Consider this scenario where TypeScript has recently improved in partial application.

function defaults(defaults, partial) {
    return { ...defaults, ...partial }
}

function vector2d(partialVector) {
    return defaults({x: 0, y: 0}, partialVector)
}

const result = vector2d({x: 2})

Mentioned above code sample is fine in TypeScript, but to provide a better developer experience, to have more strict type checking, to better express intentions, and eliminate confusion it would be best if partial had only properties that were present on defaults too. Fortunately, we can do that!

Let’s read this generic function:

function defaults<T> /* generic argument T */ (
  /* default should be exactly this type */
  defaults: T,
  /* partial type should be nothing more than this type */
  /* This is mapped type */
  partial: {[id in keyof T]?: T[id]}
  /* result will be of this type */
): T {
    return Object.assign({}, defaults, partial)
}

For common cases, there are few helpers that allow expressing intention more swiftly. In this case, you can use Partial, which expresses the same mapped signature as above.

function defaults<T>(defaults: T, partial: Partial<T>): T {
    return Object.assign({}, defaults, partial)
}

With mapped types, you can ensure not only that two objects have the same keys, but that the same properties in both objects have the same type. This is T[id] part of {[id in keyof T]?: T[id]}.

To broaden the understanding of what it might be used to, let’s create a function that resolves all promises provided within an object and returns the Promise of that object instead. It’s a reversed example of previous mapped types usage where you start with a mapped type, but for TypeScript it is all the same.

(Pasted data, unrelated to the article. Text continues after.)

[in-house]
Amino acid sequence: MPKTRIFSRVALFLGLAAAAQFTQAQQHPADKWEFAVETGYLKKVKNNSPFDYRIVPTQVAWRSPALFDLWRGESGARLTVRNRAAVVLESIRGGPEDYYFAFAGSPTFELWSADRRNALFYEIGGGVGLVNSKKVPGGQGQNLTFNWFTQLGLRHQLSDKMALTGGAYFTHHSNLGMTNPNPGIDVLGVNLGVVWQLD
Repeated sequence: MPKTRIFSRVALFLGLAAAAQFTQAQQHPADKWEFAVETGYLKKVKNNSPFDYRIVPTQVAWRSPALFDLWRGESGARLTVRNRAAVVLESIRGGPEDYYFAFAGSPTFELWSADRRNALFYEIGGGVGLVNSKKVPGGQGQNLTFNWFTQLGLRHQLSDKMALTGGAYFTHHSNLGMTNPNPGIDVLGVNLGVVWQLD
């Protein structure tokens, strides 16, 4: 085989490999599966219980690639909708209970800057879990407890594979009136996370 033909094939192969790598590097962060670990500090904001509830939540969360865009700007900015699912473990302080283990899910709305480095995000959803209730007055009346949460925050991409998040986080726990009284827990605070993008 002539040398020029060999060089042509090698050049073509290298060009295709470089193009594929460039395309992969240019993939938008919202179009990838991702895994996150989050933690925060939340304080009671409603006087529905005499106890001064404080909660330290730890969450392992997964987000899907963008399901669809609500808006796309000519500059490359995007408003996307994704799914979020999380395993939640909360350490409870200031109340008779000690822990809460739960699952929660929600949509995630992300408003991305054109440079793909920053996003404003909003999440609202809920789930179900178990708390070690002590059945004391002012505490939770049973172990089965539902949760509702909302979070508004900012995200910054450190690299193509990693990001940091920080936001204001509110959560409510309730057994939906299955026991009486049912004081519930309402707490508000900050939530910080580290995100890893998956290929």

/* as generic argument T will be used
  to create others and not directly
  let's call it archetype */
function resolveAll<T>  (
  /* an object with same keys as T,
    but every property value
    will not be the same type,
    but rather that "expected" type,
    inside of a Promise */
  promises: {
    [id in keyof T]: Promise<T[id]>
  }
  /* we'll return not that type,
    but that ach
): Promise<T> {
    // (implementation)
}

 

JSX

Despite close cooperation between TypeScript and Angular teams, there is no obstacle, but actually, a lot of help when it comes to writing applications with React (or React compatible) libraries.

Consider these examples:

// ES5 + CommonJS - factory function
module.exports = React.createClass({
    propTypes: {
        foo: React.PropTypes.number.isRequired,
        bar: React.PropTypes.number
    },
    render() {
        return <div>{this.props.foo * (this.props.bar | 0)}</div>
    }
})


/// ES6 class
export default class Whatever extends React.Component {
    render() {
        return <div>{this.props.foo * (this.props.bar | 0)}</div>
    }
}
Whatever.propTypes = {
    foo: React.PropTypes.number.isRequired,
    bar: React.PropTypes.number
}

In development mode, React will check whether these definitions match the actual input, a component receives. This however requires code to be actually run. With TypeScript you will get errors before that.

// TypeScript
export default class Whatever extends React.Component<{foo: number, bar?: number}> {
    render() {
        return <div>{this.props.foo * (this.props.bar | 0)}</div>
    }
}

TypeScript compiler will notify you if you try to use Whatever component without specifying fooproperty. If your editor is smart about TypeScript you’ll see an indication ever earlier.

 

Async/await

Probably the most notable feature of (still) new JavaScript (in most cases already supported) works fine with TypeScript too. Basically, TypeScript compiler does what you would expect from Babel.